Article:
Small ribonucleoproteins (RNPs) are essential components of all eukaryotic cells. As the core elements of the spliceosome, small RNPs are required for pre-messenger RNA splicing. The basic mechanics of splicing are fairly well-understood, however, the biogenesis of the small nuclear (sn)RNPs that carry out this process is relatively unclear. The long-term goal of this proposal is to understand the molecular mechanisms that govern the biogenesis and subcellular localization of snRNPs. In short, we seek to uncover the process by which snRNPs are packaged, transported and delivered to their sites of action. The initial phases of snRNP biogenesis begin in the cytoplasm, following nuclear export of the snRNA transcript. Assembly into stable particles is thought to be mediated by the Survival of Motor Neurons (SMN) protein complex in collaboration with the Protein Arginine Methyltransferase 5 (PRMT5) complex. Subsequently, these small RNPs are imported back into the nucleus. Defects in the assembly of Sm-class small RNPs are associated with a disorder called Spinal Muscular Atrophy (SMA). Patients with SMA typically die in early childhood. Although snRNP biogenesis is compromised in patient-derived cells, the underlying cause of the SMA phenotype is not understood. Mutations in other snRNP biogenesis genes may phenocopy SMA. Thus a detailed understanding of snRNP metabolism is essential not only to the study of RNA processing, but will also be important in developing treatments for neuromuscular disease. To gain insight into these processes, we have developed a Drosophila model system.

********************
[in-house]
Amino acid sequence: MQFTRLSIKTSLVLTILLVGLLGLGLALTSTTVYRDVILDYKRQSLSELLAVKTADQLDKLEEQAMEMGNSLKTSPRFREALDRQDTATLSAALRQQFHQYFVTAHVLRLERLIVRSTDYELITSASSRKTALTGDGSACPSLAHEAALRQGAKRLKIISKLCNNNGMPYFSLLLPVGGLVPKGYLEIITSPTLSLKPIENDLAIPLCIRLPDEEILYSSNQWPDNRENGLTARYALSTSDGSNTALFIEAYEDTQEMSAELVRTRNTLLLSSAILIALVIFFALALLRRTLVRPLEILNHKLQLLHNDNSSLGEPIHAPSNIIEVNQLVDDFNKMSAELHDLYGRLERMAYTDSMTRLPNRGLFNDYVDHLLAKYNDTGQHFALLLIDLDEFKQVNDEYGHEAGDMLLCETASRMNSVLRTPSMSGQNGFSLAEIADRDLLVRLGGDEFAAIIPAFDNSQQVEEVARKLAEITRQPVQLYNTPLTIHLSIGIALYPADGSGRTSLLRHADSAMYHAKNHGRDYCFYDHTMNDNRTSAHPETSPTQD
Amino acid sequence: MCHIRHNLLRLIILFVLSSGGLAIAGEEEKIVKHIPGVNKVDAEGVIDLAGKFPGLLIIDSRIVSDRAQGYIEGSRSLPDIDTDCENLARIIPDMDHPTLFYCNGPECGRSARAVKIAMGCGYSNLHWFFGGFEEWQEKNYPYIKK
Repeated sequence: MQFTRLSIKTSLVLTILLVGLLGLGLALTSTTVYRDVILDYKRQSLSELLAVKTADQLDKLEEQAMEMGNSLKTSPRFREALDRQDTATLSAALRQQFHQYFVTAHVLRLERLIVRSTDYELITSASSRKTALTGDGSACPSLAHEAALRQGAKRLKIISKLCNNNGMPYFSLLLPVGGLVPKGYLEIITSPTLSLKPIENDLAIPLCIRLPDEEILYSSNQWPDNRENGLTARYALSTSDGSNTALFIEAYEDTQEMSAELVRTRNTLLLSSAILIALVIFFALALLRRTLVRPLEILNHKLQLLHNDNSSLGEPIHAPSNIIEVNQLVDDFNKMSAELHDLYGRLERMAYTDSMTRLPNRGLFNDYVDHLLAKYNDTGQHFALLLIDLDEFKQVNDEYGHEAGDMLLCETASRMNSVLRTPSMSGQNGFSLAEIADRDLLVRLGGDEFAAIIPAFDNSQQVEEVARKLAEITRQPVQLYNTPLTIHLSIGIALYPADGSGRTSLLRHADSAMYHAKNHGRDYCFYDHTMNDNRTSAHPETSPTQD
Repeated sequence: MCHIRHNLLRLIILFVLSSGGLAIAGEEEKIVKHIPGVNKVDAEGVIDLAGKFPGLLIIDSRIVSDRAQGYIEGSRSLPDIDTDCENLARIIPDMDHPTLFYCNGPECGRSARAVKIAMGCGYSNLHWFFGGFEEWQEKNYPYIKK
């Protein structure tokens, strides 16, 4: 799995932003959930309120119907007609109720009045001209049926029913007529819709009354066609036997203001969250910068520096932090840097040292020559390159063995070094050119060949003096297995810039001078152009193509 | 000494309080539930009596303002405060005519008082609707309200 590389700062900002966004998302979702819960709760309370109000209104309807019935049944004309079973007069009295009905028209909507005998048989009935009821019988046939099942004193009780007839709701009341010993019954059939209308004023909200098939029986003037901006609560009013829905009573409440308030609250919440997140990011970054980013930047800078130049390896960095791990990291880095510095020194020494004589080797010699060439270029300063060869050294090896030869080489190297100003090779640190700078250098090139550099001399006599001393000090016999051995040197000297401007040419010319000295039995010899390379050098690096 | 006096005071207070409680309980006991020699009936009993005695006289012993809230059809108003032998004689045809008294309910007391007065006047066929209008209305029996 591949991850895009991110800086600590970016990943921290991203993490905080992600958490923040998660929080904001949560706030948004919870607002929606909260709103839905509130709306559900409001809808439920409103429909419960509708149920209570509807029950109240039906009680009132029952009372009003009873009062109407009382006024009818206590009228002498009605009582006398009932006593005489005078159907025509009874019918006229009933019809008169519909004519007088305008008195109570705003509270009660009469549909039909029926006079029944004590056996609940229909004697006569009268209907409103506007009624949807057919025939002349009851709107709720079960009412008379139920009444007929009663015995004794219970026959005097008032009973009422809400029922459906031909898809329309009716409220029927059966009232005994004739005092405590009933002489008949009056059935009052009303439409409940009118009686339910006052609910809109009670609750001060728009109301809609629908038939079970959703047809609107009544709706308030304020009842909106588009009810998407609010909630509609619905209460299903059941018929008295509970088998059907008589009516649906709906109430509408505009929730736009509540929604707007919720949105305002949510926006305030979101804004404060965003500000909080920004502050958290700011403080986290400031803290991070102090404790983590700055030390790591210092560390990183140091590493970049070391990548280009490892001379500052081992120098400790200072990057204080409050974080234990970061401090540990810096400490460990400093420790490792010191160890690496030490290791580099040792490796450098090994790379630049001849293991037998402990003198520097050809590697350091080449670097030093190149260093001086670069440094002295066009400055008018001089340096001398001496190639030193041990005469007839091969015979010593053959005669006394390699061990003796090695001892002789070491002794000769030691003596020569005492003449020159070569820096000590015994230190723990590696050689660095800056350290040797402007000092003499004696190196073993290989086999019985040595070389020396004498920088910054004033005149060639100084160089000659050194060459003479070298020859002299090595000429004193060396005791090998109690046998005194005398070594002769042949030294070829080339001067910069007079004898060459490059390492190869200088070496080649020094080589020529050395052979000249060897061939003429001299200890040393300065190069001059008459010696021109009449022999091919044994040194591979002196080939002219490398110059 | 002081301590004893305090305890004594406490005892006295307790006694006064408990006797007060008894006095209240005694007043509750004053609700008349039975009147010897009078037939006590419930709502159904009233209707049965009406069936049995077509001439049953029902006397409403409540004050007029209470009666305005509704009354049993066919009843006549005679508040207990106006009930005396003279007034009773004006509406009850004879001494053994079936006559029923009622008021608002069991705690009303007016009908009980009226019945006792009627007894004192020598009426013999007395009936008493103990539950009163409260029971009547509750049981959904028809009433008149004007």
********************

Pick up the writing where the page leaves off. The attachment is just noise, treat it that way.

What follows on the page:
Specific Aims of this proposal are: (1) to characterize the function of the SMN complex in snRNP biogenesis and neuromuscular development, (2) to understand the role played by the snRNA transporter, PHAX, in development of the neuromuscular system and to assay the consequences of mutations in phax and smn on snRNP function, and (3) to investigate the activity of the PRMT5 complex in the biogenesis of a potentially novel class of Sm-RNPs. Lay Summary: Spinal Muscular Atrophy (SMA) is a common genetic disease that strikes young children;most of them die before reaching the age of two years. The gene responsible for this disease has been identified, but the underlying basis for how the gene functions in the cell is not known. To ultimately develop a treatment, we first need to understand the normal function(s) of the disease gene and its partner genes.
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